• Namirah Fatmanissa Ms, Department of Mathematics and Science Education, Universitas Pendidikan Indonesia, Bandung, Indonesia-40154


calculus, word problem, schema, mathematics


The aim of this article is to provide literature review on why and how schema is used to help students solve calculus word problem. It starts with the description of typical difficulties found in common word problem, calculus, and both. Then, it continues with the explanation of what is schema and its advantages. The examples of promoting schema in classroom are also analyzed from several literatures. The strengths of schema are discussed yet some considerations on promoting it are also analyzed.


I. Baker, B., Cooley, L., Trigueros, M., & Trigueros, M. (2000). A Calculus Graphing Schema. Journal for Research in Mathematics Education, 31(5), 557.

II. Bremigan, E. G. (2005). An Analysis of Diagram Modification and Construction in Students’ Solutions to Applied Calculus Problems. Journal for Research in Mathematics Education, 36(3), 248–277.

III. Eisenberg, T. (2002). Advanced Mathematical Thinking. In D. Tall (Ed.) (p. 297). Netherlands: Kluwer Academic Publishers.

IV. Fuchs, L. S., Fuchs, D., Finelli, R., Courey, S. J., & Hamlett, C. L. (2004). Expanding Schema-Based Transfer Instruction to Help Third Graders Solve Real-Life Mathematical Problems. American Educational Research Journal, 41(2), 419–445.

V. Hegarty, M., & Kozhevnikov, M. (1999). Types of visual-spatial representations and mathematical problem solving. Journal of Educational Psychology, 91(4), 684–689.

VI. Jitendra, A. K., Star, J. R., Starosta, K., Leh, J. M., Sood, S., Caskie, G., … Mack, T. R. (2009). Improving seventh grade students’ learning of ratio and proportion: The role of schema-based instruction. Contemporary Educational Psychology, 34(3), 250–264.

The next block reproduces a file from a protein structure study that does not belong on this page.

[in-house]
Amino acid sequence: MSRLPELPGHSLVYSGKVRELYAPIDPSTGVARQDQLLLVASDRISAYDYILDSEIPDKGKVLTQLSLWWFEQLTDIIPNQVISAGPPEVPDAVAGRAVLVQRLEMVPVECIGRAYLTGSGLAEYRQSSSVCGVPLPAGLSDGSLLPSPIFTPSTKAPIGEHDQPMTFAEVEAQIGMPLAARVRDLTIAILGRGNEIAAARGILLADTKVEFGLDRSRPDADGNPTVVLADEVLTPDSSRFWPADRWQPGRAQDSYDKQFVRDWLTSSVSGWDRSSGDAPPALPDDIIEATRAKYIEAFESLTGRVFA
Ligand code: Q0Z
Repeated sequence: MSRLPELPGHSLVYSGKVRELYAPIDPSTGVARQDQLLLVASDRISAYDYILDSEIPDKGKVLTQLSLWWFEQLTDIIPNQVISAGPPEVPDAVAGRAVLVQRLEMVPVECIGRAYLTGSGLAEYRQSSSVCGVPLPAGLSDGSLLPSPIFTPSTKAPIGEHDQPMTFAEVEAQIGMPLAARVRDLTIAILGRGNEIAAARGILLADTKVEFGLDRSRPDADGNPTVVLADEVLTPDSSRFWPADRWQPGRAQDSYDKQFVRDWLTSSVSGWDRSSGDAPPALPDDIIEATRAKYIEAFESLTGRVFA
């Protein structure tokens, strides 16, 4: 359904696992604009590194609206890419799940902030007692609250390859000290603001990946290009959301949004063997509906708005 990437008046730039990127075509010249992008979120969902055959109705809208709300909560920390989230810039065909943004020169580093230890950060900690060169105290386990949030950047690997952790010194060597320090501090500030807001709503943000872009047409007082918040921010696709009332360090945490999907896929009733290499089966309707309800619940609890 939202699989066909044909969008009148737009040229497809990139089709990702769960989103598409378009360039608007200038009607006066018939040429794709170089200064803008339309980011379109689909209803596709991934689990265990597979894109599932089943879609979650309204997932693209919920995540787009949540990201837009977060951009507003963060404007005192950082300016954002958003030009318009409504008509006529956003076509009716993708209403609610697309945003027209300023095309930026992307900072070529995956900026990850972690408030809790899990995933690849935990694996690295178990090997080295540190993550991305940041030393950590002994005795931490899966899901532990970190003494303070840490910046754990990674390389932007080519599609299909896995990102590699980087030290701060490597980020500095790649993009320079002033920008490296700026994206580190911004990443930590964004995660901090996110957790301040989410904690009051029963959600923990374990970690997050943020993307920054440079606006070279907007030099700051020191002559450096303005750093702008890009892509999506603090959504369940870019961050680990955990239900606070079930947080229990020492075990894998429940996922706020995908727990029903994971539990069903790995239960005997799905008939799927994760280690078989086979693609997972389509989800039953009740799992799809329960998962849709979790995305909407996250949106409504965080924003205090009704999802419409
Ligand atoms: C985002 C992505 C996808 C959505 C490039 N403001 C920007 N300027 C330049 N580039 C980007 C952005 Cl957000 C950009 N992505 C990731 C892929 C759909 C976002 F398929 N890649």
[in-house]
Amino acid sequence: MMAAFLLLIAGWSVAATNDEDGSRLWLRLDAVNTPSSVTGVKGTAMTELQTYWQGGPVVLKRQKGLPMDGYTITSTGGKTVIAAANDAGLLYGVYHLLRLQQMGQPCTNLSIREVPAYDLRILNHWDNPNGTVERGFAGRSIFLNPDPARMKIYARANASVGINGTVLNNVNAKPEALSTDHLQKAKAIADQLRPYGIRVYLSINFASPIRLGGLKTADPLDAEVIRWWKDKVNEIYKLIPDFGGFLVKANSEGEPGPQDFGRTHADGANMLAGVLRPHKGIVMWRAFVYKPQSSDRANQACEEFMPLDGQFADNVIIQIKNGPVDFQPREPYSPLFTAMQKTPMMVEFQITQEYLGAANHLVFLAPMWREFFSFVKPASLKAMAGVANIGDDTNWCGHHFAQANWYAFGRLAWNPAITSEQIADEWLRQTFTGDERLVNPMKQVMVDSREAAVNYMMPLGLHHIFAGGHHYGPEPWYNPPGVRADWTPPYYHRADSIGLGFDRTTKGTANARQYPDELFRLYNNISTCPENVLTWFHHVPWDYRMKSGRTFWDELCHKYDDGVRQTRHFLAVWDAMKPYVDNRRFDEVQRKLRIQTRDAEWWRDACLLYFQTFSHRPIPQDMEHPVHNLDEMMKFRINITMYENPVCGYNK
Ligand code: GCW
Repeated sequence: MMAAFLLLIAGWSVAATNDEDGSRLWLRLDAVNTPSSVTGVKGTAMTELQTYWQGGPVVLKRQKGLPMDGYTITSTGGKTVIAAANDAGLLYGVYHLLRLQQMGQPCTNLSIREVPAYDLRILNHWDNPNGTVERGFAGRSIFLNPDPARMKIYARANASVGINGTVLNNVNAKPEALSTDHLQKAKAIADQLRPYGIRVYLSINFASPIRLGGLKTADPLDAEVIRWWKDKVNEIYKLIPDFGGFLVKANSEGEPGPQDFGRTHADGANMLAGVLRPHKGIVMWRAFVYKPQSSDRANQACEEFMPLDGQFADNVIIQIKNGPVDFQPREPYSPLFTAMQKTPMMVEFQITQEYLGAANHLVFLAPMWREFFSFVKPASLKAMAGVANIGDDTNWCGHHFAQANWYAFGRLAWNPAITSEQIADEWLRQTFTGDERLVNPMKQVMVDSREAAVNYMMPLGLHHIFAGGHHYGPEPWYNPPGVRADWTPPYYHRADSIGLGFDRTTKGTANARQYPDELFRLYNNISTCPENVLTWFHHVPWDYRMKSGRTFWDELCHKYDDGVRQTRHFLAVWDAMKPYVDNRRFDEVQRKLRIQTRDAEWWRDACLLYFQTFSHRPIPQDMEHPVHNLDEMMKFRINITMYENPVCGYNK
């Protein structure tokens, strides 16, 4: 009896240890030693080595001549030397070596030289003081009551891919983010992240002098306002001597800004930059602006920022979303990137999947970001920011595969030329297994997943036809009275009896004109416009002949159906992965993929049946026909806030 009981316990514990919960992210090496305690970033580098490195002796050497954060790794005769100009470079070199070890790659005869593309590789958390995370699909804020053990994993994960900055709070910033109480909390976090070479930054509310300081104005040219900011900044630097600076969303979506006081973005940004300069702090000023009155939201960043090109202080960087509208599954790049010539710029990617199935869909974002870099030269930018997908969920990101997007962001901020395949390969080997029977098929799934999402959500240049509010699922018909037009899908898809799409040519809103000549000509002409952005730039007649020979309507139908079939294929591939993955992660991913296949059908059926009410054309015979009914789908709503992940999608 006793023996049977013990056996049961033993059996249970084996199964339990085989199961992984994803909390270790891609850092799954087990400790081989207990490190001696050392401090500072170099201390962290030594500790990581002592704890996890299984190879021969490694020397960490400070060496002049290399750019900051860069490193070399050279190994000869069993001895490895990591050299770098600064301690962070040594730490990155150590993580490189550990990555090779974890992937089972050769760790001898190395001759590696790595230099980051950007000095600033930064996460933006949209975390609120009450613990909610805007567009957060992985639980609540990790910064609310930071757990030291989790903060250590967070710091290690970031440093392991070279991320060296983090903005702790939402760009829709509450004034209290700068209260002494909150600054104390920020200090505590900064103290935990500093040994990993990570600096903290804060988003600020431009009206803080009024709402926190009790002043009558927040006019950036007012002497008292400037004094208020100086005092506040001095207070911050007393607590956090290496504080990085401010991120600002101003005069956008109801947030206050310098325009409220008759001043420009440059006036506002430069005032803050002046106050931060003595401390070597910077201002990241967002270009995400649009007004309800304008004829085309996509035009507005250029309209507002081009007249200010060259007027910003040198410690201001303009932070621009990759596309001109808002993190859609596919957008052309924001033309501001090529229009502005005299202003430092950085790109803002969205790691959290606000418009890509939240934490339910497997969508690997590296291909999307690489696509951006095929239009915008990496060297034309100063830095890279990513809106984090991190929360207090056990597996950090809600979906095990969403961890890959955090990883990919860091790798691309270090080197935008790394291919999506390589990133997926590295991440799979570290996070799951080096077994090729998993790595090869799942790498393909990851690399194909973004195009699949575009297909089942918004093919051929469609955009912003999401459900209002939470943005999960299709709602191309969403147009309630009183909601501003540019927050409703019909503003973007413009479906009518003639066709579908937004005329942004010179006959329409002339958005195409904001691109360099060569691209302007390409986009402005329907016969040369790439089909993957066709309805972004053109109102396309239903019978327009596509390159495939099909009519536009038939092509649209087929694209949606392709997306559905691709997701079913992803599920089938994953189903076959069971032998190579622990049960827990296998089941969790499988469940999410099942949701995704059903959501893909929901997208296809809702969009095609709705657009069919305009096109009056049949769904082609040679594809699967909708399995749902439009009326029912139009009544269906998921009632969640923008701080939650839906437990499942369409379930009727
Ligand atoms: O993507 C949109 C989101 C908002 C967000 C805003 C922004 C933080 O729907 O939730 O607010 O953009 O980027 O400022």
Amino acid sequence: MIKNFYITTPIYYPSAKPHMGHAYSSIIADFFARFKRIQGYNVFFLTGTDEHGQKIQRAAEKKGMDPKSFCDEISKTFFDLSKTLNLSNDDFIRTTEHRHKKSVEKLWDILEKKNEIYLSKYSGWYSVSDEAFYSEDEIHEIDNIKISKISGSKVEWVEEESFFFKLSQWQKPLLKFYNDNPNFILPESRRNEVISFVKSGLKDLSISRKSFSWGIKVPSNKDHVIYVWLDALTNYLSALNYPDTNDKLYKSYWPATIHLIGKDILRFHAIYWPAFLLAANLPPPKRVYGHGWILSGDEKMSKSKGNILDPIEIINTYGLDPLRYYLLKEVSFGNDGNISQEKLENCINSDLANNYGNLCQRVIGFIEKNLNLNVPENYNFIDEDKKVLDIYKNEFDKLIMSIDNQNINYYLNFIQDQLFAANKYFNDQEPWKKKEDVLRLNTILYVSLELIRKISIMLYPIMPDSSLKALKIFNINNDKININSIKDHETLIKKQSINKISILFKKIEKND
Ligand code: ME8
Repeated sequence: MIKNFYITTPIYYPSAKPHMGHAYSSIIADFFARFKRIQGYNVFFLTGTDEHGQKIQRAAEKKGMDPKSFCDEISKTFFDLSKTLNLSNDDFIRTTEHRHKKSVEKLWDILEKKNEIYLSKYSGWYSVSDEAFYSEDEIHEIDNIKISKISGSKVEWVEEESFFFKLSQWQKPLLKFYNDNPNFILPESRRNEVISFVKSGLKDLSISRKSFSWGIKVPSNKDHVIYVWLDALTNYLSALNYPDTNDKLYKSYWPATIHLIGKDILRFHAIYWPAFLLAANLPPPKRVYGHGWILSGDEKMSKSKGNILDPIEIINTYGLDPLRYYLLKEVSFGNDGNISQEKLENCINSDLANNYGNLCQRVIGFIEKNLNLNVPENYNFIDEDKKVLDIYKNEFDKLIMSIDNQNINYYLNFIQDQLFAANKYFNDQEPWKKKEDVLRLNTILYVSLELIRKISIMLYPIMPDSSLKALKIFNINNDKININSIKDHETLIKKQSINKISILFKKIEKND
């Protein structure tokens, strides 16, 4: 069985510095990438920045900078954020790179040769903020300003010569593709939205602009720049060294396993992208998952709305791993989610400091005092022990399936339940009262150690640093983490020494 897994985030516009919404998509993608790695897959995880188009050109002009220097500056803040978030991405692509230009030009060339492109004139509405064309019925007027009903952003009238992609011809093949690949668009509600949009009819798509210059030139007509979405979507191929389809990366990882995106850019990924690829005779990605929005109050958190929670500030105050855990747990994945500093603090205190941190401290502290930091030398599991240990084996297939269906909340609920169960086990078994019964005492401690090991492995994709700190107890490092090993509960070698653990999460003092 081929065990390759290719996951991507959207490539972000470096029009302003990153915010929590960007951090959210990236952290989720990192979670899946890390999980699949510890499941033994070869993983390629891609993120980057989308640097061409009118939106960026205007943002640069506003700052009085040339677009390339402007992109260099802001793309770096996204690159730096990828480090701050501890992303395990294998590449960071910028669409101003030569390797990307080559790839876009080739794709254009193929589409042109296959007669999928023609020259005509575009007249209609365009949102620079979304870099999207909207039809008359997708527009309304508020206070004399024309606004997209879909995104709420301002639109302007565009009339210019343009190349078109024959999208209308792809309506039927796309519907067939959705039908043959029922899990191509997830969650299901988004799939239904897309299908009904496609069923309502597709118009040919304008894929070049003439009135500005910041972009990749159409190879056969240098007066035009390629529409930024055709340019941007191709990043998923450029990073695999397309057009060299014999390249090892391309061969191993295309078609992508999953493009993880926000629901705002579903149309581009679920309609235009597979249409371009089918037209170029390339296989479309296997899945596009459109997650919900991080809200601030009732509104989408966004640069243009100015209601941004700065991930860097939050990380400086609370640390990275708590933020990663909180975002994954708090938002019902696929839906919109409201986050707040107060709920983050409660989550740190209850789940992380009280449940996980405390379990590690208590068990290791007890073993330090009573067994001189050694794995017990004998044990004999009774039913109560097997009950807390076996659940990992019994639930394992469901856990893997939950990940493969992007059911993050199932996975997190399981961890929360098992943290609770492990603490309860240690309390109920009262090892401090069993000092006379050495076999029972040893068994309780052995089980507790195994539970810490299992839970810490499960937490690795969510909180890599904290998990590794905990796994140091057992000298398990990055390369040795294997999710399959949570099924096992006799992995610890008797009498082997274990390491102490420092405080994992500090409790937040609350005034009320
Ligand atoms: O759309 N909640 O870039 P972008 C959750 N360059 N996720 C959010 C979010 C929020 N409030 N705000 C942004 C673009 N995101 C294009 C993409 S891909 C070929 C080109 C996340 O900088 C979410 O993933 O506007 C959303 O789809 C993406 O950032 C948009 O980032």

VII. Klymchuk, S., Zverkova, T., Gruenwald, N., & Sauerbier, G. (2010). University students’ difficulties in solving application problems in calculus: Student perspectives. Mathematics Education Research Journal, 22(2), 81–91.

VIII. Marshall, S. P. (1995). Schemas in problem solving. Cambridge: Cambridge University Press.

IX. Powell, S. R. (2011). Solving word problems using schemas: A review of the literature. Learning Disabilities Research & Practice, 26(2), 94–108.

X. Presmeg, N. (2006). Research on visualization in learning an teaching mathematics. Handbook of Research on the Psychology of Mathematics Education, 205–235.

XI. Reys, R., Lindquist, M., Lambdin, D., & Smith, N. (2013). Helping Children Learn Mathematics (Vol. 53).

XII. Ryan, J., & Williams, J. (2007). Children ’ s Mathematics: Learning from Errors and Misconceptions. Berskhire: McGraw Hill.

XIII. Skemp, R. R. (1987). The Psychology of Learning Mathematics. New Jersey: Psychology Press.

XIV. Sofronas, K. S., DeFranco, T. C., Vinsonhaler, C., Gorgievski, N., Schroeder, L., & Hamelin, C. (2011). What does it mean for a student to understand the first-year calculus? Perspectives of 24 experts. Journal of Mathematical Behavior, 30(2), 131–148.

XV. Stillman, G. (2004). Strategies employed by upper secondary students for overcoming or exploiting conditions affecting accessibility of applications tasks. Mathematics Education Research Journal, 16(1), 41–70.

XVI. Stylianou, D. A., & Silver, E. A. (2009). The Role of Visual Representations in Advanced Mathematical Problem Solving : An Examination of Expert- Novice Similarities and Differences. Mathematical Thinking and Learning, 6(4), 353–387.

XVII. Verschaffel, L., van Dooren, W., Greer, B., & Mukhopadhyay, S. (2010). Die Rekonzeptualisierung von Textaufgaben als Übungen in mathematischer Modellierung. Journal Fur Mathematik-Didaktik, 31(1), 9–29.

Additional Files



How to Cite

Namirah Fatmanissa. (2018). SCHEMA AS VISUAL REPRESENTATION IN SOLVING CALCULUS WORD PROBLEMS: A LITERATURE REVIEW. International Education and Research Journal (IERJ), 4(4). Retrieved from